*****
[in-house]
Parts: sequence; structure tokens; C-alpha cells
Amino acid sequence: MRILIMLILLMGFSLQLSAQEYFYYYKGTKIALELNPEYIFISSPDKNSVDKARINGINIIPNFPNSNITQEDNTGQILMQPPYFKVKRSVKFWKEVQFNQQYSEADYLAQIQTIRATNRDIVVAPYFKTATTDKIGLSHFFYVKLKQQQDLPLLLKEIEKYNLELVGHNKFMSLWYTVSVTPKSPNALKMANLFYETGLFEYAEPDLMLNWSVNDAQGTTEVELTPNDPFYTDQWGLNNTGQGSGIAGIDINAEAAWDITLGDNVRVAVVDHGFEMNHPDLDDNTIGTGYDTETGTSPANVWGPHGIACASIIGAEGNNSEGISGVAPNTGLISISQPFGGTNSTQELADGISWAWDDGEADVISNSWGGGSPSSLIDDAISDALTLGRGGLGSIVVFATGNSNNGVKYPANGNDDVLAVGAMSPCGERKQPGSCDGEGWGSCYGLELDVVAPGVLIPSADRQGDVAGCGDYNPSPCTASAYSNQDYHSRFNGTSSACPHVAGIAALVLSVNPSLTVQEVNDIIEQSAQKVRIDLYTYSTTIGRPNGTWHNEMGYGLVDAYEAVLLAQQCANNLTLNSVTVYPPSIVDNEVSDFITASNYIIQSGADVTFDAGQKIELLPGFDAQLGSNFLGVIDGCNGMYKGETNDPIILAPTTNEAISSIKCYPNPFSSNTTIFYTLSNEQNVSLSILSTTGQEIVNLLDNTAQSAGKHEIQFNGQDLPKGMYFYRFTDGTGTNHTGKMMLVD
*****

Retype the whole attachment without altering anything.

[in-house]
Parts: sequence; structure tokens; C-alpha cells
Amino acid sequence: MRILIMLILLMGFSLQLSAQEYFYYYKGTKIALELNPEYIFISSPDKNSVDKARINGINIIPNFPNSNITQEDNTGQILMQPPYFKVKRSVKFWKEVQFNQQYSEADYLAQIQTIRATNRDIVVAPYFKTATTDKIGLSHFFYVKLKQQQDLPLLLKEIEKYNLELVGHNKFMSLWYTVSVTPKSPNALKMANLFYETGLFEYAEPDLMLNWSVNDAQGTTEVELTPNDPFYTDQWGLNNTGQGSGIAGIDINAEAAWDITLGDNVRVAVVDHGFEMNHPDLDDNTIGTGYDTETGTSPANVWGPHGIACASIIGAEGNNSEGISGVAPNTGLISISQPFGGTNSTQELADGISWAWDDGEADVISNSWGGGSPSSLIDDAISDALTLGRGGLGSIVVFATGNSNNGVKYPANGNDDVLAVGAMSPCGERKQPGSCDGEGWGSCYGLELDVVAPGVLIPSADRQGDVAGCGDYNPSPCTASAYSNQDYHSRFNGTSSACPHVAGIAALVLSVNPSLTVQEVNDIIEQSAQKVRIDLYTYSTTIGRPNGTWHNEMGYGLVDAYEAVLLAQQCANNLTLNSVTVYPPSIVDNEVSDFITASNYIIQSGADVTFDAGQKIELLPGFDAQLGSNFLGVIDGCNGMYKGETNDPIILAPTTNEAISSIKCYPNPFSSNTTIFYTLSNEQNVSLSILSTTGQEIVNLLDNTAQSAGKHEIQFNGQDLPKGMYFYRFTDGTGTNHTGKMMLVD